BY CHRONICLE STAFF
Finland-based pulp producer Botnia, the largest foreign investor in
Thanks to the new pulp mill, Botnia will be able to boost its production by one million tons and provide a full range of pulp, says Marko Janhunen, a vice president at the Finnish company. "Full production [in Uruguay] will mean an important increase in our annual production capacity which currently is 2.7 million tons," he says. "We will also be the only player in the market that can provide our customers with the whole scale of pulp products from Northern long-fiber pulp to Southern hemisphere short-fiber pulp."
Next year, Botnia will be the only company in the world that can offer its customers a wide portfolio of products made of both Northern long fiber and eucalyptus raw material, he adds. Spain-based Ence and Swedish-Finnish Stora Enso are also building pulp mills in
The opening comes as Argentine protesters continue their blockades despite a ruling last year from a Mercosur tribunal that they are illegal.
"In spite of this ruling,
The new terminal is located at the
Norwegian/Japanese-owned Gearbulk is the only shipping line so far that will be using the new terminal, which started construction in March last year.
Most of the pulp from Botnia - around 70 percent - will be shipped to Europe, while the rest will go to
The pulp from the mill in Fray Bentos, which only has storage capacity for one day's production, will be sent with barges 70 kilometers downstream to the new terminal. The port has 20,000 m3 covered warehouse space, able to store 100,000 tons of pulp, according to Botnia.
The pulp mill itself is set to open sometime this month. "It depends on successfully finalizing the testing period which is under way at the moment," Janhunen says. "Starting a pulp mill is a process that takes a couple of days."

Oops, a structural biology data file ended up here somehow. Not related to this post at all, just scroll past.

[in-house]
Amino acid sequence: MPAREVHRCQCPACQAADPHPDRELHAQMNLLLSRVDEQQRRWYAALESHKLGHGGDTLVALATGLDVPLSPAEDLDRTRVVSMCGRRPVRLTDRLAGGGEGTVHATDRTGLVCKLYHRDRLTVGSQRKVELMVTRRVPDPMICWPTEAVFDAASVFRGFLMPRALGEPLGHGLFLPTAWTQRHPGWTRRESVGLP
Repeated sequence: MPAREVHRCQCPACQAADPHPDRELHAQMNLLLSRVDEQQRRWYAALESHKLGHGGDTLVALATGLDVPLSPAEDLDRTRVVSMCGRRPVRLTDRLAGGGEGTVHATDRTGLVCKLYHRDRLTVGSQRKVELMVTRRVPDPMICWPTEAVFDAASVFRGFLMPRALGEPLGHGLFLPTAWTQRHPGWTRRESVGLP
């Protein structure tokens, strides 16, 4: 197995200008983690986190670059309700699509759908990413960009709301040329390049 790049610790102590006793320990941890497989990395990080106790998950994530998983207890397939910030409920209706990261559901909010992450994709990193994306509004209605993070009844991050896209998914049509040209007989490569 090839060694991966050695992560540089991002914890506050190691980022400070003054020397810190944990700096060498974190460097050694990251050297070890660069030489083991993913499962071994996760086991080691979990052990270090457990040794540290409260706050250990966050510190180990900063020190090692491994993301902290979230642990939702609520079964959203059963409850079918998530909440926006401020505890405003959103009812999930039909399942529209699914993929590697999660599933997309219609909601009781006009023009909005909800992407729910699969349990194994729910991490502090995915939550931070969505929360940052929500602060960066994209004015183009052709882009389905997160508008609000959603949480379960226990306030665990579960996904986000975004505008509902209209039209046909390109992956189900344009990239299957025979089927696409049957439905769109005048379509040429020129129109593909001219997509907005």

The mill currently employs some 4,700 people. Botnia's source is its Uruguayan subsidiary Forestal Oriental S.A., which owns around 160,000 hectares of land, 60 per cent of which is under cultivation or is suitable for cultivation.
The Argentine protesters - with support from the Argentine government - are claiming that the new mill is unsafe. Their latest example is an accident that happened at the mill last month. Two workers were harmed when heavy winds blew sodium sulphide (see Botnia's Statement on the Accident).
"We have continuously highlighted the importance of safety at the site," Janhunen says. "We have undertaken numerous campaigns in order to make sure that safety measures and regulations are in place and implemented. All workers who do not comply with safety regulations will be sanctioned. We have a big team of safety supervisors whose only responsibility is to supervise that safety measures are being followed."
Botnia's safety statistics in Fray Bentos shows that its track record - accidents per million working hours - can be compared with any construction project in
Shortly before the new terminal at Nueva Palmira opened,
It is unclear why the Argentine Foreign Ministry refers to the Botnia mill as "illegal" despite its legal status in
Dr. Wayne Dwernychuk, a widely-respected contamination expert who advised the World Bank's IFC on the Botnia mill, says there is a link between the Kirchner government and the protesters. The proof is the recent offer by
"By their recent position of offering this truce, it is evident the government of
Jorge Balseiro Savio, director of the Uruguay-based Science and Research Institute (ICI), supports Dwernychuk and also blasts
An overwhelming majority - 80 percent - of Uruguayans support the new Botnia mill, according to polls in both December and June last year by Interconsult and El Observador, respectively.